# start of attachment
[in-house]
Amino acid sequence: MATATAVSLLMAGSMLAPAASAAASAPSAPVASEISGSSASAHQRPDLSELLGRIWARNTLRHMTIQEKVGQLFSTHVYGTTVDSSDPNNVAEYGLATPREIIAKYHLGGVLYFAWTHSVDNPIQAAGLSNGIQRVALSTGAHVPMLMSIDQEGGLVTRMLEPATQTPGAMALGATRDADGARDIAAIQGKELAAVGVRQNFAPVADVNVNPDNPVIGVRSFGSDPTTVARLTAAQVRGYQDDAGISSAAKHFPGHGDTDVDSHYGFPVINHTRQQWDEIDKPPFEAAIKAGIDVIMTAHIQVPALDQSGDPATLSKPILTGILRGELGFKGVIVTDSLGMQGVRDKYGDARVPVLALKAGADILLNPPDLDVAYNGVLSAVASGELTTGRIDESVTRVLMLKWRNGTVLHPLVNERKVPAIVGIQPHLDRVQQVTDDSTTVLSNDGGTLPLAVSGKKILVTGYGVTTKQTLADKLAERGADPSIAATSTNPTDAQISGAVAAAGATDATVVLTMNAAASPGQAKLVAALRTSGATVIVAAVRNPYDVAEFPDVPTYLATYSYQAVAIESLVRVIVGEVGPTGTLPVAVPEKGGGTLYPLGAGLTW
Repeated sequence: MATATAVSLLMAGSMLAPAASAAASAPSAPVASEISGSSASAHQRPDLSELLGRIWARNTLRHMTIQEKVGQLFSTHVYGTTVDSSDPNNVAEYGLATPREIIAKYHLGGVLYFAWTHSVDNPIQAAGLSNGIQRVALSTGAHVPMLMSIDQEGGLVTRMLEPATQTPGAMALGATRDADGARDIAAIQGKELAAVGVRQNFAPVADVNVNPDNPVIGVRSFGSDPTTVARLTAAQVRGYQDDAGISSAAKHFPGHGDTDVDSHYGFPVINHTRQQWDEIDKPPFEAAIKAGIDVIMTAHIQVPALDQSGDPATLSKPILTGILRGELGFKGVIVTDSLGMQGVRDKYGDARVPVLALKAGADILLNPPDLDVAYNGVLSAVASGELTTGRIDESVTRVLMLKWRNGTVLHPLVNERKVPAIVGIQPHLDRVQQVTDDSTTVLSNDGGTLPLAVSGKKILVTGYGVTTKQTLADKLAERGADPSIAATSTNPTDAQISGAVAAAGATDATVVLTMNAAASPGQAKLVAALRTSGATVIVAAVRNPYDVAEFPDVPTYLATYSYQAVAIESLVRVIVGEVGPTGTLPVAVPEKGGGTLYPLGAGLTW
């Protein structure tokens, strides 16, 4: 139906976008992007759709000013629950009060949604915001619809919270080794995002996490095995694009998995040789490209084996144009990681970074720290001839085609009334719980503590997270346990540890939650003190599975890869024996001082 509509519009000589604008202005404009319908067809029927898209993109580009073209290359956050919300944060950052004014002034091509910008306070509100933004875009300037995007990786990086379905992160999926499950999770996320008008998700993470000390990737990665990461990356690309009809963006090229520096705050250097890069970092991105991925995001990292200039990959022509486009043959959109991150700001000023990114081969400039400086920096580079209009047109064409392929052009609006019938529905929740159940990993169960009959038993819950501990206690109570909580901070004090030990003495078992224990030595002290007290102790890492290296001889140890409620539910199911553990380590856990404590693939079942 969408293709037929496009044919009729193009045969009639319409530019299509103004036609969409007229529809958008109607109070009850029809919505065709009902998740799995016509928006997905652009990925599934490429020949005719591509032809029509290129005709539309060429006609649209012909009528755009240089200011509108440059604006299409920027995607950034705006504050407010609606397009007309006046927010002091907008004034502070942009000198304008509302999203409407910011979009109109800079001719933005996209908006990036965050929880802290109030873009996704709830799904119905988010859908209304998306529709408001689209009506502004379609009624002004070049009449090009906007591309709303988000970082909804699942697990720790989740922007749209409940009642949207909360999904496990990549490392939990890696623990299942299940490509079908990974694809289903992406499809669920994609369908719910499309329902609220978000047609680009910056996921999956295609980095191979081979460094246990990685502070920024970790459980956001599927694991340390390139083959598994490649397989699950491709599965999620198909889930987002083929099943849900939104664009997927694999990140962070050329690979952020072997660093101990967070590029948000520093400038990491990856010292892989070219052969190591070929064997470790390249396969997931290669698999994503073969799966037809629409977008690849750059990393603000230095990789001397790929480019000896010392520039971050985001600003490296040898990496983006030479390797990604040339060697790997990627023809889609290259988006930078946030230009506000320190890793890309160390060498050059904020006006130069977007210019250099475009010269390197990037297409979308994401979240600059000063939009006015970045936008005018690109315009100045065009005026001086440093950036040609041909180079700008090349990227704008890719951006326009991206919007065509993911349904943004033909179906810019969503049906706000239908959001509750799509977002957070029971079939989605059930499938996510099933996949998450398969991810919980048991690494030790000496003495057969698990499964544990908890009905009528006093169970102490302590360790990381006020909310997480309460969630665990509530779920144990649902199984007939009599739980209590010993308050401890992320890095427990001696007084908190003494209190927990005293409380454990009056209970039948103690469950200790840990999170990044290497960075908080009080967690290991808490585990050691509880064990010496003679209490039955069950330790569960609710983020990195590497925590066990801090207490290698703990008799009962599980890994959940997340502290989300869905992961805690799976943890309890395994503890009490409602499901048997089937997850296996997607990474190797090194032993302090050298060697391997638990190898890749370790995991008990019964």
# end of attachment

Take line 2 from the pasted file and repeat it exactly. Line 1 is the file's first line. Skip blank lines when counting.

Amino acid sequence: MATATAVSLLMAGSMLAPAASAAASAPSAPVASEISGSSASAHQRPDLSELLGRIWARNTLRHMTIQEKVGQLFSTHVYGTTVDSSDPNNVAEYGLATPREIIAKYHLGGVLYFAWTHSVDNPIQAAGLSNGIQRVALSTGAHVPMLMSIDQEGGLVTRMLEPATQTPGAMALGATRDADGARDIAAIQGKELAAVGVRQNFAPVADVNVNPDNPVIGVRSFGSDPTTVARLTAAQVRGYQDDAGISSAAKHFPGHGDTDVDSHYGFPVINHTRQQWDEIDKPPFEAAIKAGIDVIMTAHIQVPALDQSGDPATLSKPILTGILRGELGFKGVIVTDSLGMQGVRDKYGDARVPVLALKAGADILLNPPDLDVAYNGVLSAVASGELTTGRIDESVTRVLMLKWRNGTVLHPLVNERKVPAIVGIQPHLDRVQQVTDDSTTVLSNDGGTLPLAVSGKKILVTGYGVTTKQTLADKLAERGADPSIAATSTNPTDAQISGAVAAAGATDATVVLTMNAAASPGQAKLVAALRTSGATVIVAAVRNPYDVAEFPDVPTYLATYSYQAVAIESLVRVIVGEVGPTGTLPVAVPEKGGGTLYPLGAGLTW